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“Strange Fruit” Shellac Record

Recorded by Billie Holiday and Her Orchestra

In 1939, African American jazz singer Billie Holiday (1915–1959) recorded "Strange Fruit" on the Commodore label after Capitol, her usual record label, refused to issue a song about lynching. It eventually sold one million copies. 

Sound recording, Strange Fruit

Strange Fruit; Fine and Mellow

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Sound recording, Strange Fruit
Sound recording, Strange Fruit
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1939 exhibit
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Description (Brief)

Billy Holiday and her Orchestra. side 1: Strange Fruit; side 2: Fine and Mellow (Commodore 526)
78 rpm

Billie Holiday (1915–1959,) an African American jazz singer nicknamed Lady Day, emerged on the jazz scene after a difficult and impoverished upbringing. Known for her light, rhythmic singing, Holiday performed with some of the most famous American jazz musicians throughout the 1930s and 1940s. She first performed “Strange Fruit,” a song written by a Jewish poet about the lynching of African Americans, at the Café Society club in 1939. Her performances of the song were filled with emotion, and the recording reached number 16 on the charts. Holiday went on to release a number of other hits, but “Strange Fruit” remained the best-selling record of her career.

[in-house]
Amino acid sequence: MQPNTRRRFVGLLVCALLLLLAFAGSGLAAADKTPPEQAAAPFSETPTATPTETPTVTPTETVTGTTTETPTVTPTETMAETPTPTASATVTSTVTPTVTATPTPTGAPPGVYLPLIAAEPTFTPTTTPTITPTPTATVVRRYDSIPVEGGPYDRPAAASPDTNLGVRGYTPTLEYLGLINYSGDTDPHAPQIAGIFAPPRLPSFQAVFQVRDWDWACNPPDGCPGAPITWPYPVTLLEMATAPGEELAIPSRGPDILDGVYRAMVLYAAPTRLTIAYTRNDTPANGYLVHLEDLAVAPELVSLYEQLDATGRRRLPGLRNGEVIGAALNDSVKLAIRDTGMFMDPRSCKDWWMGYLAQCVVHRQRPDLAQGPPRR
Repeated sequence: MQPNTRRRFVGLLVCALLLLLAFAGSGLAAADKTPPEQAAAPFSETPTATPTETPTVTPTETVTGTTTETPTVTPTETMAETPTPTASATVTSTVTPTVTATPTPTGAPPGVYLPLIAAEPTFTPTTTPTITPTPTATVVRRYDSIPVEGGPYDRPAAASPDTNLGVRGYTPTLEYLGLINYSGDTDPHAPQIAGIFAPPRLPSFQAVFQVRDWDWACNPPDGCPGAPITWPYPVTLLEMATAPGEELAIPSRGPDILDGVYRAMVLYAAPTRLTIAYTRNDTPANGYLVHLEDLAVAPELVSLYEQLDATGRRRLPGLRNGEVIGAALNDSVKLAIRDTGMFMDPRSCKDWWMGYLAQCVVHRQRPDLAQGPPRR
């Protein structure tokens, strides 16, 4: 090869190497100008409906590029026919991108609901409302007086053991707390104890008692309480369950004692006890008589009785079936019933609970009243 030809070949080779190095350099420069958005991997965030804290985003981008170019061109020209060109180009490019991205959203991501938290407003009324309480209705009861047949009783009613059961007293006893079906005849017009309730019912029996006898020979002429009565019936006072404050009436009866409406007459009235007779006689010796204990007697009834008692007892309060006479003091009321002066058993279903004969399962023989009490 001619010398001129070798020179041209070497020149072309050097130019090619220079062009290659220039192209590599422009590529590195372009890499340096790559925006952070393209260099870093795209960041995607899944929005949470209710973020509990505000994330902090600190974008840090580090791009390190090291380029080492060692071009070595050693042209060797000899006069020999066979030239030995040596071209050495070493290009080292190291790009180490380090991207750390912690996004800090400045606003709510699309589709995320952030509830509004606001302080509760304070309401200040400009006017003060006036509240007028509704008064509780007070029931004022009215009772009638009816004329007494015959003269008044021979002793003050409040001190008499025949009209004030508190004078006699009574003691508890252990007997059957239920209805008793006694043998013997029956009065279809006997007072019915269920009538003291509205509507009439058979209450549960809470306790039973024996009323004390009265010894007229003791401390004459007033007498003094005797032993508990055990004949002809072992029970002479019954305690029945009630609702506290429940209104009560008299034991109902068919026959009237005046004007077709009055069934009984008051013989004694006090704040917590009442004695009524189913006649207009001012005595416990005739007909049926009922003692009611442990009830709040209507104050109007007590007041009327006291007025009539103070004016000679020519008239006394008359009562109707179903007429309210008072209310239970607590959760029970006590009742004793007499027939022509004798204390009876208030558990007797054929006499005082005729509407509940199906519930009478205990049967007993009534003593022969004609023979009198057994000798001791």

Currently not on view
Credit Line
Gift of Robert B. Campbell in memory of Dorothy and William Campbell
recording artist
Billie Holiday and her Orchestra
Allan, Lewis
Related Publication
Rust, Brian. Jazz Records 1897-1942, Vol. 1
place made
United States: New York, New York
Physical Description
shellac (overall material)
overall: 10 in; x 25.4 cm
Data Source
National Museum of American History
Object Name
sound recording
Record ID
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